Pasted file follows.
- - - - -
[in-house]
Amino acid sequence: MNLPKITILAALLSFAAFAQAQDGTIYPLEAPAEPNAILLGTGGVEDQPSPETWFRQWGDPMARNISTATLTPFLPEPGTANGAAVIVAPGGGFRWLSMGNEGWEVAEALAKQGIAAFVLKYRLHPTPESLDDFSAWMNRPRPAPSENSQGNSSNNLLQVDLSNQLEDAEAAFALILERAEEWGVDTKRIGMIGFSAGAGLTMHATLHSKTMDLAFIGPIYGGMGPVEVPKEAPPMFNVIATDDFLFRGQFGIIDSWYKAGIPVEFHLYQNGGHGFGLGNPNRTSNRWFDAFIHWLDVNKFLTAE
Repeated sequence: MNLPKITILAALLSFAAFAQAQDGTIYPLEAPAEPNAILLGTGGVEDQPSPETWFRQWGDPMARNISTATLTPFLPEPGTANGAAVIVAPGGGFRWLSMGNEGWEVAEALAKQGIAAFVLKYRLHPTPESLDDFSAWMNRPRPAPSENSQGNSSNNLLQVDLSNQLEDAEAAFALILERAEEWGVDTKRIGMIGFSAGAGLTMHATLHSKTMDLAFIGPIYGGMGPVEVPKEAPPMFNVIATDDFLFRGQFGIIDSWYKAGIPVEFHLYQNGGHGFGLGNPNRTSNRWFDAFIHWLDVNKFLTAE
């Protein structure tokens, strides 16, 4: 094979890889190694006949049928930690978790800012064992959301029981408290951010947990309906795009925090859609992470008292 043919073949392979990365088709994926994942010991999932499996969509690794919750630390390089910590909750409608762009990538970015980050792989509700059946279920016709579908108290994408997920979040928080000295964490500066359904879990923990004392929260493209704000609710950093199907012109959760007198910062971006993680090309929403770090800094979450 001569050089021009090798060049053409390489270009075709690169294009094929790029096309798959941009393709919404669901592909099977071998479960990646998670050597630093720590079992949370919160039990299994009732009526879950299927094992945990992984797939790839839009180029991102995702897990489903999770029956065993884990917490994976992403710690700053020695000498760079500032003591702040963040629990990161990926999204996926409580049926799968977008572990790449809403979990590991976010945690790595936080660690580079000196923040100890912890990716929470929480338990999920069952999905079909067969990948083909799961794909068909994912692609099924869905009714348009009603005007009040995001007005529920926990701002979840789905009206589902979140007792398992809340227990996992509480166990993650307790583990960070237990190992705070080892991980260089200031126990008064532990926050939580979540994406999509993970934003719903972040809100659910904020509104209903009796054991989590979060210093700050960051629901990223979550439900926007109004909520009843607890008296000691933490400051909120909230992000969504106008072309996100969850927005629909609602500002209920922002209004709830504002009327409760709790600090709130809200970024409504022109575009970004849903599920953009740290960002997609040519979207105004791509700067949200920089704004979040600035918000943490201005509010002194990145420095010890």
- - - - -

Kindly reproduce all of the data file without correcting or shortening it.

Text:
[in-house]
Amino acid sequence: MNLPKITILAALLSFAAFAQAQDGTIYPLEAPAEPNAILLGTGGVEDQPSPETWFRQWGDPMARNISTATLTPFLPEPGTANGAAVIVAPGGGFRWLSMGNEGWEVAEALAKQGIAAFVLKYRLHPTPESLDDFSAWMNRPRPAPSENSQGNSSNNLLQVDLSNQLEDAEAAFALILERAEEWGVDTKRIGMIGFSAGAGLTMHATLHSKTMDLAFIGPIYGGMGPVEVPKEAPPMFNVIATDDFLFRGQFGIIDSWYKAGIPVEFHLYQNGGHGFGLGNPNRTSNRWFDAFIHWLDVNKFLTAE
Repeated sequence: MNLPKITILAALLSFAAFAQAQDGTIYPLEAPAEPNAILLGTGGVEDQPSPETWFRQWGDPMARNISTATLTPFLPEPGTANGAAVIVAPGGGFRWLSMGNEGWEVAEALAKQGIAAFVLKYRLHPTPESLDDFSAWMNRPRPAPSENSQGNSSNNLLQVDLSNQLEDAEAAFALILERAEEWGVDTKRIGMIGFSAGAGLTMHATLHSKTMDLAFIGPIYGGMGPVEVPKEAPPMFNVIATDDFLFRGQFGIIDSWYKAGIPVEFHLYQNGGHGFGLGNPNRTSNRWFDAFIHWLDVNKFLTAE
């Protein structure tokens, strides 16, 4: 094979890889190694006949049928930690978790800012064992959301029981408290951010947990309906795009925090859609992470008292 043919073949392979990365088709994926994942010991999932499996969509690794919750630390390089910590909750409608762009990538970015980050792989509700059946279920016709579908108290994408997920979040928080000295964490500066359904879990923990004392929260493209704000609710950093199907012109959760007198910062971006993680090309929403770090800094979450 001569050089021009090798060049053409390489270009075709690169294009094929790029096309798959941009393709919404669901592909099977071998479960990646998670050597630093720590079992949370919160039990299994009732009526879950299927094992945990992984797939790839839009180029991102995702897990489903999770029956065993884990917490994976992403710690700053020695000498760079500032003591702040963040629990990161990926999204996926409580049926799968977008572990790449809403979990590991976010945690790595936080660690580079000196923040100890912890990716929470929480338990999920069952999905079909067969990948083909799961794909068909994912692609099924869905009714348009009603005007009040995001007005529920926990701002979840789905009206589902979140007792398992809340227990996992509480166990993650307790583990960070237990190992705070080892991980260089200031126990008064532990926050939580979540994406999509993970934003719903972040809100659910904020509104209903009796054991989590979060210093700050960051629901990223979550439900926007109004909520009843607890008296000691933490400051909120909230992000969504106008072309996100969850927005629909609602500002209920922002209004709830504002009327409760709790600090709130809200970024409504022109575009970004849903599920953009740290960002997609040519979207105004791509700067949200920089704004979040600035918000943490201005509010002194990145420095010890």